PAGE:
The whole concept of the wallet-in-the-hip-pocket must be discarded while in Bali. Pickpockets know exactly how to get at them, and at purses and shoulderbags. Avoid zippered shoulder bags because the zipper doesn't always close all the way, leaving room for a hand to reach inside. Instead, use a latch or snap which fastens the bag and can be locked, or a bag with a small opening which you have to pry apart yourself. The less you open your bag in public, the better.
Snatch thieves work in pairs on a motorbike. One sitting in back grabbing your shoulder bag or moneybelt, dragging you with it if you don't let go, and the other driving. Be wary of approaching motorbikes. Some travelers bear scratch marks from thieves who try to tear off necklaces and watches. Don't put valuables in a camera case; thieves have caught on to this practice. Cheap styrofoam coolers are better for storing valuables because they don't look like they contain valuables.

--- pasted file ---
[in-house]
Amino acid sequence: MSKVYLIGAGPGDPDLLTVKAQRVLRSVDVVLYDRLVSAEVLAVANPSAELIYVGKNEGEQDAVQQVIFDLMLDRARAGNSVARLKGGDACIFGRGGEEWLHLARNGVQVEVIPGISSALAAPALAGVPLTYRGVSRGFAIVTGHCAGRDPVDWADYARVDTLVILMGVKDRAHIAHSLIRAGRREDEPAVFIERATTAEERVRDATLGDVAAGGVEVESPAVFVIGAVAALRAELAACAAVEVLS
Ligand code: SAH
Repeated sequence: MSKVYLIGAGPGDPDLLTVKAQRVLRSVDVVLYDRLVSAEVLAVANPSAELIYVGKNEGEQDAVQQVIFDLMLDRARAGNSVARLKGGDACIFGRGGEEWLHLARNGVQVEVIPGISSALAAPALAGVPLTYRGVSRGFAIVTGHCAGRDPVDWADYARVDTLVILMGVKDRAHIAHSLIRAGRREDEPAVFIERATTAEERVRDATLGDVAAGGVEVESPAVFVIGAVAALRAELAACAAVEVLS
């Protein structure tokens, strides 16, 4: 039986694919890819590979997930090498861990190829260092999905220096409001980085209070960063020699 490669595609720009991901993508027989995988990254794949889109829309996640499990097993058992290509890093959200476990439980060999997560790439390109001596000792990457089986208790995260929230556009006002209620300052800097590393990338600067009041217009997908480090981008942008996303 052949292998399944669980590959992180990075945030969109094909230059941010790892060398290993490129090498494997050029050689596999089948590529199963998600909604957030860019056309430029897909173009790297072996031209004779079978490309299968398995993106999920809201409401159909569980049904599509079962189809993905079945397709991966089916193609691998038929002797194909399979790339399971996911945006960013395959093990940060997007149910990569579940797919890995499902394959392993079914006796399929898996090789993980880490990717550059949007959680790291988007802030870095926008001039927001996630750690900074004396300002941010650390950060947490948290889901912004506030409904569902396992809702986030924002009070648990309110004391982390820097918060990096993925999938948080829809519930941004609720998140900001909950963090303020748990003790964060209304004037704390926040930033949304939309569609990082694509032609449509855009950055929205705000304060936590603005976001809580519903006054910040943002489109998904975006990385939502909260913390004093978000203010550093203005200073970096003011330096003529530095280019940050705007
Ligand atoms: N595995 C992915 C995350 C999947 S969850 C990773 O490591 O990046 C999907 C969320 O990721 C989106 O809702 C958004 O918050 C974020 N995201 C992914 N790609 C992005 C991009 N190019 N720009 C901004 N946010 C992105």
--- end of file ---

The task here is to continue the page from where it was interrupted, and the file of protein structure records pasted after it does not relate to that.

When moving around the island, leave your address book, traveler's check serial numbers, passport number, photographs, heavy money, air tickets, and other hard-to-replace papers in the bottom of your backpack. You're less likely to lose your backpack, and valuables can be taken out in the privacy of your room as you need them. Your backpack offers the most security because it either remains in your room or on your back, making it difficult for a thief to get into it without being detected. Keep only those possessions you can live without in side pockets or on the top layer of unlocked rucksacks or daypacks.